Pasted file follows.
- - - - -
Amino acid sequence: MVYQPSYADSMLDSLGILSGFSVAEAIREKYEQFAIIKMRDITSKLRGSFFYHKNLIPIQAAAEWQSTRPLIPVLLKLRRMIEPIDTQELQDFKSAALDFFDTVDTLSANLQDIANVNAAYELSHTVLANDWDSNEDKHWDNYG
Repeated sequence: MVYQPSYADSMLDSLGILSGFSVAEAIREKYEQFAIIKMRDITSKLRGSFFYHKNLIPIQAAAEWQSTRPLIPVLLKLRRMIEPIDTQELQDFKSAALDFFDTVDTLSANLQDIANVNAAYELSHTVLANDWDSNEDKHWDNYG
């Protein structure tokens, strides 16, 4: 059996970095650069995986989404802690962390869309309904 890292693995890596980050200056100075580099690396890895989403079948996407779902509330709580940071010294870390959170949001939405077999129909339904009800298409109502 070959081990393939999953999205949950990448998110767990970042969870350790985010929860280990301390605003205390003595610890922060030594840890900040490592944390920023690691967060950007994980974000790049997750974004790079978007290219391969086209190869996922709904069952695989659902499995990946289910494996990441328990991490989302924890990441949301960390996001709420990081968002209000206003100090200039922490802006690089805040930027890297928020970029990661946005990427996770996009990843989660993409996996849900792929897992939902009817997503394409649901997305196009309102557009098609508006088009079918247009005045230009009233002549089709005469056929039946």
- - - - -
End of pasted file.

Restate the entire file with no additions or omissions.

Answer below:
Amino acid sequence: MVYQPSYADSMLDSLGILSGFSVAEAIREKYEQFAIIKMRDITSKLRGSFFYHKNLIPIQAAAEWQSTRPLIPVLLKLRRMIEPIDTQELQDFKSAALDFFDTVDTLSANLQDIANVNAAYELSHTVLANDWDSNEDKHWDNYG
Repeated sequence: MVYQPSYADSMLDSLGILSGFSVAEAIREKYEQFAIIKMRDITSKLRGSFFYHKNLIPIQAAAEWQSTRPLIPVLLKLRRMIEPIDTQELQDFKSAALDFFDTVDTLSANLQDIANVNAAYELSHTVLANDWDSNEDKHWDNYG
């Protein structure tokens, strides 16, 4: 059996970095650069995986989404802690962390869309309904 890292693995890596980050200056100075580099690396890895989403079948996407779902509330709580940071010294870390959170949001939405077999129909339904009800298409109502 070959081990393939999953999205949950990448998110767990970042969870350790985010929860280990301390605003205390003595610890922060030594840890900040490592944390920023690691967060950007994980974000790049997750974004790079978007290219391969086209190869996922709904069952695989659902499995990946289910494996990441328990991490989302924890990441949301960390996001709420990081968002209000206003100090200039922490802006690089805040930027890297928020970029990661946005990427996770996009990843989660993409996996849900792929897992939902009817997503394409649901997305196009309102557009098609508006088009079918247009005045230009009233002549089709005469056929039946």